For Mercedes Hollingsworth and Gary Walker, Jr., trusting their parental instincts helped get their son Gary Walker III — affectionately known as GW — the care he needed. “We knew right away that something wasn’t right,” she says. “He just wasn’t a happy newborn. He looked miserable all the time.”
Mercedes, who also has an older son, wasn’t a new parent. But when she and Gary brought their concerns to GW’s pediatrician, they didn’t feel heard. Although GW’s skin and eyes had developed a yellow tinge, the doctor told them not to worry.
“They thought it was breastfeeding jaundice and said he was fine,” she remembers. Breastfeeding jaundice typically occurs when a baby doesn’t take in enough breast milk to meet their nutritional needs. It’s usually short lived and resolves when the baby feeds more often.
A medical mystery
But GW’s symptoms didn’t resolve. In fact, they got worse: His skin and eyes continued to turn yellow and his stool was a chalky yellow color. Eventually, his doctor ordered a blood test — and when the results came in, Mercedes and Gary knew their instincts had been right. “They said he might need emergency surgery for biliary atresia and told us to bring him to Boston Children’s Hospital for more tests.”
At Boston Children’s, clinicians evaluated GW to try to uncover the reason for his symptoms. While a liver biopsy determined that he didn’t have biliary atresia — the most common cause of chronic liver disease in newborns — it would take more testing before Mercedes and Gary finally had answers.
Not just a liver problem
As GW’s doctors closed in on a diagnosis, the little boy seemed to get sicker: In May 2020, he was admitted to the hospital for a week with what his parents suspected was bronchitis or pneumonia. “We all started to realize that it wasn’t just his liver,” says Mercedes. “Something was up with his immune system, too.”
Working together, hepatologist Dr. Andrew Wehrman in Boston Children’s Center for Childhood Liver Disease, Dr. Sandra Burchett in the Division of Infectious Diseases, immunologist Dr. Craig Platt, and their colleagues ultimately determined that GW had a rare type of immunodeficiency, as well as immune-mediated hepatitis.
Although he may need a bone marrow transplant in the future, for now, GW’s clinicians are able to manage his condition with medication and regular check-ins through virtual visits. “His doctors are amazing,” says Mercedes. “We’ve got a phenomenal care team at Boston Children’s.”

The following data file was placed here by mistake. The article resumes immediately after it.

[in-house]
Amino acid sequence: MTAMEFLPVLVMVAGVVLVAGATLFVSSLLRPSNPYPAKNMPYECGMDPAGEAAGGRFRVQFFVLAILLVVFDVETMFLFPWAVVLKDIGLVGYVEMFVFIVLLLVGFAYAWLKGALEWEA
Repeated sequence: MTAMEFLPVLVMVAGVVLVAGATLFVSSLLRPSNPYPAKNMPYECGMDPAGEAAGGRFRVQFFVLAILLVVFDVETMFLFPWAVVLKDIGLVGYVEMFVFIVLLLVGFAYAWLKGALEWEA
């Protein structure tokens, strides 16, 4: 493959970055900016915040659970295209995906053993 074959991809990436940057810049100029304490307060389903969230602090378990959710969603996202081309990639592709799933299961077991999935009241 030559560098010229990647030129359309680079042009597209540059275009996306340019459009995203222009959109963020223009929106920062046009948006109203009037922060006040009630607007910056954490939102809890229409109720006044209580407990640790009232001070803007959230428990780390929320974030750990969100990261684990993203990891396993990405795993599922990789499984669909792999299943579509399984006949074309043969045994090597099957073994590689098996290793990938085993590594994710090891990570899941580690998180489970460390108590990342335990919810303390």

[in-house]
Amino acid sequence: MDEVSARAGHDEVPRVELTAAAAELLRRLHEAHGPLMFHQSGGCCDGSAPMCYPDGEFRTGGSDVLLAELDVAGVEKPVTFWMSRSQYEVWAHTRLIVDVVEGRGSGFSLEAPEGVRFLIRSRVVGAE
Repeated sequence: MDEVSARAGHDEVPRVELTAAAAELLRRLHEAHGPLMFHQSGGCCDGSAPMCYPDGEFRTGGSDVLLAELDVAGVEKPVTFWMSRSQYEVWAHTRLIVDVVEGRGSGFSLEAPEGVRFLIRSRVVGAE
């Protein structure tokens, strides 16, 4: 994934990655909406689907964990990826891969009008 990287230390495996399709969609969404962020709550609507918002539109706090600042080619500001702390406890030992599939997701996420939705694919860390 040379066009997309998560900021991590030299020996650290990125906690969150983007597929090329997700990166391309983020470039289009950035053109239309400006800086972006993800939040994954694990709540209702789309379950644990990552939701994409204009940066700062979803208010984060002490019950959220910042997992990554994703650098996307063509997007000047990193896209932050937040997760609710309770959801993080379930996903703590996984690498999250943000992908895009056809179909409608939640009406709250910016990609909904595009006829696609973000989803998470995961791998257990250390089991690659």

‘Follow your gut’
Treatment seems to be paying off. “His whole personality has changed now that he’s feeling better,” says Mercedes. A typical toddler, GW loves watching Disney’s “Puppy Dog Tales” and is “weirdly obsessed with the refrigerator,” laughs his mom. And he recently became a big brother.
Looking back, Mercedes is glad she and Gary listened to their instincts — and hopes other parents will do the same. “Even though our original doctor thought everything was fine, we knew something was wrong,” she says. “Always follow your gut, do your research, and get a second opinion if you think something isn’t right.”
Learn more about the Center for Childhood Liver Disease
Related Posts :
Meghan’s journey with UESL: Finding treatment for a rare form of liver cancer
In the spring of 2017, Meghan Tompkins and her parents, Danni and Michael, arrived at the Dana Farber/Boston Children’s ...
A big step toward curbing graft-vs.-host disease after bone marrow transplant
A drug used for rheumatoid arthritis has moved a step closer to FDA approval for a desperately needed new use. ...
Going 'all in' for Khori: New hope for congenital enteropathy
Khori LeBlanc is “one of the sassiest and sweetest kids you’ll ever meet,” says her mom, Bryanna Black. Her ...
From bench to bedside: A promising option for unremitting ulcerative colitis
Many existing treatments for inflammatory bowel disease, like Remicade® and Humira®, work by blocking inflammatory cytokines such as tumor necrosis ...